Saturday, March 26, 2016

A Fasher Victory

We have often mentioned Eliyahu Fasher in this blog, but we didn't often see games by him. Here is one such game, from 64 Mishbatzot no. 2 (March 1956), p. 32, played in the 1956 Western Galille section of the Kibbutzim (the "Histadrut Ha'Ovedet") championship:

Eliayahu Fasher -- A. Nahir
Annotator: Moshe Czerniak

1. e4 e5 2. Nf3 Nc6 3. Bb5 Nd4 4. Nxd4 exd4 5. Bc4 d6 Weak; the famous game Anderssen - Lange, 1859, continued: 5... Nf6 6. e5 d5 7. Bb3 Bg4! 8. f3 Ne4! 9. O-O d3!! 10. fxg4 Bc5+ 11. Kh1 Ng3+ 12. hxg3 Qg5 13. Rf5 h5!! 14. gxh5 Qxf5 15. g4 Rxh5+ 16. gxh5 Qe4 and white resigned due to a mate in five
starting with 17. Qf3 Qh4+ etc. 6. O-O Nf6 7. c3 dxc3 8. Qb3 d5

Even after 8... Qe7 White retains the initiative: 9. Nxc3, d4, etc. 9. exd5 Bd6 10. Re1+ Kf8 11. dxc3 a6? The well known combination 11... Bxh2+ 12. Kxh2 Ng4+ 13. Kg1 Qh4 fails here to 14. Bf4; but Black could have tried 11... Ng4! with chances of a draw. [Czerniak gives some possibilities here - A. P.]. In any case, due to the danger to [Black's] kingside, there is no justification for a passive move on the queenside. 12. Bg5 Bxh2+? now black falls in the trap, and instead of winning a pawn... gets mated:

13. Kxh2 Ng4+ 14. Kg1 Qxg5 15. Qb4+ 1-0

A Snapshot

Who, exactly, were the masters, or international masters, or gradnmasters, etc. in Israel in the 1950s? Wonder no more: the complete list was, helpfully, given by Moshe Czerniak in first issue of 64 Mishbatzot (Feb. 1956, p. 17):
Source: see above
It is noted how these include the "old guard" who was in Palestine before the war (Porat, Czerniak, Barav, Knaizer, Mandelbaum, Macht, FischerDobkin, Beutum, and Smiltiner and Blass-- we are using Gaige's spelling), but also the new arrivals, AloniDyner, and Oren, as well as new blood, in particular, Perstiz. This did not mean other talented players did not exist; only they didn't yet have time to gain titles.

This is listed in the same page has an article by a visitor, Saul Wachs (USA), who notes how chess advanced in Israel and, in particular, its popularity in the kibbutzim and other agricultural communes, not just in the large cities.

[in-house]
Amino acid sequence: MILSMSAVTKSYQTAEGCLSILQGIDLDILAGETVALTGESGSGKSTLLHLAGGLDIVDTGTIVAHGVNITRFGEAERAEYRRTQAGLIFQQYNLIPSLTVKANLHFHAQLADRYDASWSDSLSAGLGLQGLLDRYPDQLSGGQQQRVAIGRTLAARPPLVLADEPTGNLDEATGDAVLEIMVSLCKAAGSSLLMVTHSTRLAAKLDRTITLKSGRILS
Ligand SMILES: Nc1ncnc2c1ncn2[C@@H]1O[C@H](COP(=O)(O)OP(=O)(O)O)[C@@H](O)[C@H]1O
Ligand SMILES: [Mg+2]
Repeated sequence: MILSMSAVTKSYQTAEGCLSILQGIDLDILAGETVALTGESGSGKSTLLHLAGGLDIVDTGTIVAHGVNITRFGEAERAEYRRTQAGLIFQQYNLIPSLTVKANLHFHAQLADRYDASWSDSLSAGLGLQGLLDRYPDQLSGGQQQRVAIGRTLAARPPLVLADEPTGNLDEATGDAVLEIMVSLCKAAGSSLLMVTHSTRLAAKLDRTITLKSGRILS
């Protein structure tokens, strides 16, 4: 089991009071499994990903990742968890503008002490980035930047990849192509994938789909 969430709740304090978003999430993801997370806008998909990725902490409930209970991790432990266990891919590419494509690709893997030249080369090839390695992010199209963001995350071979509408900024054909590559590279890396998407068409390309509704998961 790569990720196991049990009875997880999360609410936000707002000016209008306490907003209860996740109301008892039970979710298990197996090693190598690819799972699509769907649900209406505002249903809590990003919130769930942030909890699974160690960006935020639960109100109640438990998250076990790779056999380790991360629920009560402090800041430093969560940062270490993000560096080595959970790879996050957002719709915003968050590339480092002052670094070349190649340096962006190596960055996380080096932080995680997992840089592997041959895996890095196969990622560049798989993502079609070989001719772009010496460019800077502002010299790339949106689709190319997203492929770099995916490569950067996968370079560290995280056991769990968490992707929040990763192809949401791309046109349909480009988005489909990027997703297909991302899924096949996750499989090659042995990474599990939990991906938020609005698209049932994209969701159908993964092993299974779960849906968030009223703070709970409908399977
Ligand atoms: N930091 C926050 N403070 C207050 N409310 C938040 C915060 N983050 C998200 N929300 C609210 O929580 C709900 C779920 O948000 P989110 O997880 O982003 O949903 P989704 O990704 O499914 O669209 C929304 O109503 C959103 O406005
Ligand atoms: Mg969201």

A Nice Lichtenfeld Victory

This time, from Moshe Czerniak's 64 Mishbatzot [64 Squares], No. 9-10 (Sept.-Oct.) 1957, p. 300, her victory over Nehama Margalit in the 1957 Israeli women's championship (Czerniak's annotations):

Margalit, Nehama - Lichtenfeld, Rivka

1. d4 Nf6 2. c4 e6 3. Bg5 h6 4. Bd2 c5 5. Nf3 b6 6. e3 Bb7 7. Be2 Be7 8. O-O O-O 9. Nc3 d5 10. Qb3 dxc4 11. Bxc4 Bxf3 12. gxf3 cxd4 13. exd4 

13... Nc6! 14. d5 Na5 15. Qa4 Nxc4 16. Qxc4 exd5 17. Qd3 Qd7 18. f4 Rad8 19. Qg3 d4 20. Ne2 Ne4 21. Qd3 Nxd2 22. Qxd2 Qg4+ 23. Kh1 Qf3+ 24. Kg1 Rd6 25. Rfe1 Rg6+ 26. Ng3 Bf6 27. Rac1 h5 28. Kf1 h4 29. f5 

29... hxg3 30. fxg6 gxh2! and mate next move (0-1).

40 Years Later

Shahmat No. 4 (Aug. 1998), p. 10
In 1958, the Israeli chess tradition of Shach-Kayit (roughly translated, 'chess vacation') in Netanya had began. A correspondent noted that the 40-year reunion, arranged by Zvi Bar-Shira, includes some known persons from the 1950s and later. They inlcude, sitting from right to left: Rivka Lichtenfeld, Zalman Gurevich (who was Ha'Poel's chess organizer [Rakaz -- רכז] for over 20 years, Avraham Dekel, and Bar Shira. Standing from right to left are Yosef Tamari (the youngest participant in 1958), GM Yair Kraidman, Yaakov Mogilveski (from the organizing committee), Ido Spector, Yosef Ziv, Avner Hadar (Ha'Poel's 1998 chess organizer), and Haim Borer (most names, except Gurevich and Kraidman's, phonetically spelled).

The article also notes the winners in the 1958 were Uzi Geller (Israeli champion, 1972), with 7.5 from 9, before William Postman, Immanuel Guti (member of the 1964 Olympic team) and Tibor Solomon with 6.5, etc.

Chess Instead of War

Source: Davar, nov. 7th, 1975, p. 18; photo credited to M. Kovich (ph. spelling) of Newsweek.
A frequent correspondent notified us of the above photograph, showing an Israeli officer (left) and an Egyptian one playing chess in UN position 512, one of the UN outposts charged with overseeing the demarcation between Israel and Egypt after the Yom Kippur War. The article notes that this shows the 'friendly relations' between the people on both sides at this location. They say chess is a substitute for war -- but rarely so literally. It should be noted that the photo was taken when Israel and Egypt were at least officially enemies, before the peace agreement of 1979.

Monday, March 21, 2016

Chess Kitsch vs. Chess Art

Photo credit: A. P.
Kitsch is a universal phenomenon, and chess motifs are quite common in it: used to symbolize the "game" of life (or love, etc.), time's passing, and so on. Here we have a typical example (the criminal's details are safe with us), which we happened to notice hanging in a large public hall in Israel. The painting appears to represent the artist's feeling of angst in their fight against fate and time. Hence the hourglass, withered tree, and chess board (signifying time's passing), and the dark, stormy skies (signifying depression and anxiety). But there is hope: the sun is peeking from behind the clouds, and a homely, antique oil lamp, bravely lit against the elements. What the boiling tea kettle -- whose steam seems to mysteriously mix with the clouds in the background -- and finjan (brass Bedouin coffee pot) signify, is beyond me.